Presbyterians Today

AUG-SEP 2018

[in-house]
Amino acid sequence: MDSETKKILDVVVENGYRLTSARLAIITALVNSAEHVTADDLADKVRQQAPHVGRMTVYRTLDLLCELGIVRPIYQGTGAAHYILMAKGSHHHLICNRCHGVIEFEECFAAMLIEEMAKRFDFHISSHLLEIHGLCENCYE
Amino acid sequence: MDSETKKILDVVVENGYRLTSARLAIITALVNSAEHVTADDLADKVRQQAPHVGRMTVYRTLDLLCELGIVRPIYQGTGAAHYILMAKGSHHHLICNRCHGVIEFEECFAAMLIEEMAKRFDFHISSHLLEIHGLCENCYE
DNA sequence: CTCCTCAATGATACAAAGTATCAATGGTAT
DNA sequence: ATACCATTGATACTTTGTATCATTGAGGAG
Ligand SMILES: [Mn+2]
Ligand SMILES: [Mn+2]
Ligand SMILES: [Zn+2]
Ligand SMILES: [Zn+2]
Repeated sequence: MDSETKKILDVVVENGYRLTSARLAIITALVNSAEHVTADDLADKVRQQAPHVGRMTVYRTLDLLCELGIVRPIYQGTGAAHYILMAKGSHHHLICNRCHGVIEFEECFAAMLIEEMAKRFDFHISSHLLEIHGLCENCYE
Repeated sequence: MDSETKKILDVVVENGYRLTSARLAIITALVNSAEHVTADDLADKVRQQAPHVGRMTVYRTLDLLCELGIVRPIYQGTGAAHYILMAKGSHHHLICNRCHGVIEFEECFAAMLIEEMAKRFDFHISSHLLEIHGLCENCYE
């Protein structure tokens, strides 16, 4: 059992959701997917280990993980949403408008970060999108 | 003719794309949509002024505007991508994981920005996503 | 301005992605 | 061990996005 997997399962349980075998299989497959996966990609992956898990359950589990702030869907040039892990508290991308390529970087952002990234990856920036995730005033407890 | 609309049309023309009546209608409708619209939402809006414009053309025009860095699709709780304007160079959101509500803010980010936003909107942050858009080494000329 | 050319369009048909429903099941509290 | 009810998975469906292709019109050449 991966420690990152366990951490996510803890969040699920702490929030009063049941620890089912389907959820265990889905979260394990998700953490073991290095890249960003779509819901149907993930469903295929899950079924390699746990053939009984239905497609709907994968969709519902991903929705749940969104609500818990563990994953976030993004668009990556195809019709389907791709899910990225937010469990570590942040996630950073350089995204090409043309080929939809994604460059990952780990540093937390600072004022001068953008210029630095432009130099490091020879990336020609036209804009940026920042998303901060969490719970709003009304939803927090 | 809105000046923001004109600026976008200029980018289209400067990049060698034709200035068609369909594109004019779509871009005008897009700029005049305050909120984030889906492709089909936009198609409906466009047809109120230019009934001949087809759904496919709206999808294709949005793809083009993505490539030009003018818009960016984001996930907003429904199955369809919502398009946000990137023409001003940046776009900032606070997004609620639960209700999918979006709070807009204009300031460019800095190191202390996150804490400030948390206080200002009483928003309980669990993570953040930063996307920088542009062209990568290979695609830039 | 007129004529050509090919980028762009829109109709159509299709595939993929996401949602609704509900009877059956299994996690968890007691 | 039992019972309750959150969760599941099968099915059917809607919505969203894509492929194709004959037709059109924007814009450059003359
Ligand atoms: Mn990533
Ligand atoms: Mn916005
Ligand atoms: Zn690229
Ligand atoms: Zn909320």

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Pr e s by te r i a n s To d ay | AUGUST/SEPTEMBER 2018 27 Even with her tolerant viewpoint, McCabe believes it is vital that the Christian message stay away from traditional Navajo beliefs. Otherwise, she says, there is danger of blending and losing the true gospel. She points to the Native American Church, which mixes a belief in the Great Spirit, peyote usage (a hallucinogenic common in Native American ceremo- nies) and the affirmation of "Brother Jesus." It is the largest indigenous religious movement in America. Christ is risen As Francis Draper finishes his Easter homily, Halwood asks those gathered to kneel in the red dirt and pray. Alternating between Navajo and English, he pleads for God's blessings upon the leaders of our world, the United States and the Navajo people. The newly risen sun greets the communal "Amen." Afterward, a young member of the congregation who no longer lives on the reservation lingers, taking in the view of Fortress Rock — an island in the canyon where a brave and ingenious band of Navajos resisted the Long Walk for weeks, baffling the U.S. cavalry. It is still a source of pride among the Navajos. "There are many stories to be told here," the young man said. I, too, linger for a few moments, soaking in the view, the wind on my face. I think of the oft-quoted verse from Hebrews: "Jesus Christ is the same yesterday and today and forever." I say a final prayer that we will incarnate Jesus' purposes through the abundance of his love and the extravagance of his grace. I turn to leave with a final word on my lips. A Navajo word. Hózhó. Harmony. Krin Van Tatenhove, an ordained PC(USA) minister for more than 30 years, is now enjoying his time writing and traveling. He is co-author of a book on congregational renewal due out from Westminster John Knox Press in the spring of 2019. He lives and works in San Antonio. classes in Phoenix. He was commis- sioned by Grand Canyon Presbytery in 1999. He and his wife receive no pay for their tireless service. Rather, they survive on pensions from the Navajo government. Halwood is known to speak of tra- ditional Navajo practices as "the work of the devil," and he is unequivocal when asked about the church's rela- tionship to this aspect of its culture. "We are separate from those tradi- tions," he said. "We believe that Jesus is the only way to salvation. After all, this is scriptural, with Jesus himself saying in the Gospel of John, 'I am the way, the truth, and the life. No one comes to the Father except through me.' " The Rev. Norma McCabe has a more moderate stance. McCabe is stated supply pastor at First Presbyterian in Kayenta, Arizona, and the only Navajo woman ordained as a Presbyterian minister of Word and sacrament. She also serves as a consultant for Northern Native American Ministries of the Presbytery of Grand Canyon, overseer of Navajo congregations. Though McCabe's father, a medicine man, raised her and 13 siblings in traditional ways, she also endured the "re-education" of the Bureau of Indian Affairs' Tolani Lake Indian School. They forced her to cut her hair and to cease speaking Navajo, with discipline enforced by spankings. Once a week, a Presbyterian missionary named Charles Smith provided obligatory lessons in Christianity. Later, after her mother's death, McCabe's sister became a Christian through the influence of the Cook School for American Indians in Tempe, Arizona, a Presbyterian- affiliated institution. She convinced McCabe to convert to the faith. From the beginning, McCabe was devoted to her church, but her call to ordained ministry came while she was working as chief clerk for a Navajo judge. "I saw so much hardship among the people who came to court," she said. "I felt that somebody needed to pray for them, minister to them, show them compassion." Responding to that need, McCabe began a long, arduous education, ultimately graduating from Dubuque Theological Seminary. Grand Canyon Presbytery ordained her in 2002. Recently, despite the warnings of others that it was not befitting her faith, she attended a healing ceremony for an extended family member who holds to traditional ways. "We need to go beyond ourselves into whatever culture we find our- selves as Christians," she explained. "There is good and bad everywhere, and we must reach out to people who are hurting. This is what Christ meant when he called us to recognize him in the hungry, the naked and the sick." Keeping to the gospel There is no scarcity of need in the Navajo Nation. Unemployment is seven times higher than the U.S. average, and per capita income is far below the U.S. poverty level. Many family members leave the reserva- tion simply for economic survival. Adequate housing is scarce, and homes often lack sufficient plumbing and electricity. Though progress has been made in health care, Navajo rates of diabetes, tuberculosis, alcoholism and heart disease exceed national averages. Water is critically precious; moreover, uranium mining threatens a people who endured the tragic breach of the Church Rock uranium mill's disposal pond in 1979, an event that released more radiation than the Three Mile Island disaster. McCabe says the Navajo congrega- tions do what they can to help, but they have limited resources. Many of them offer hospitality through meals, showers, used clothing and newborn baby packages when people find themselves stranded or in dire need.

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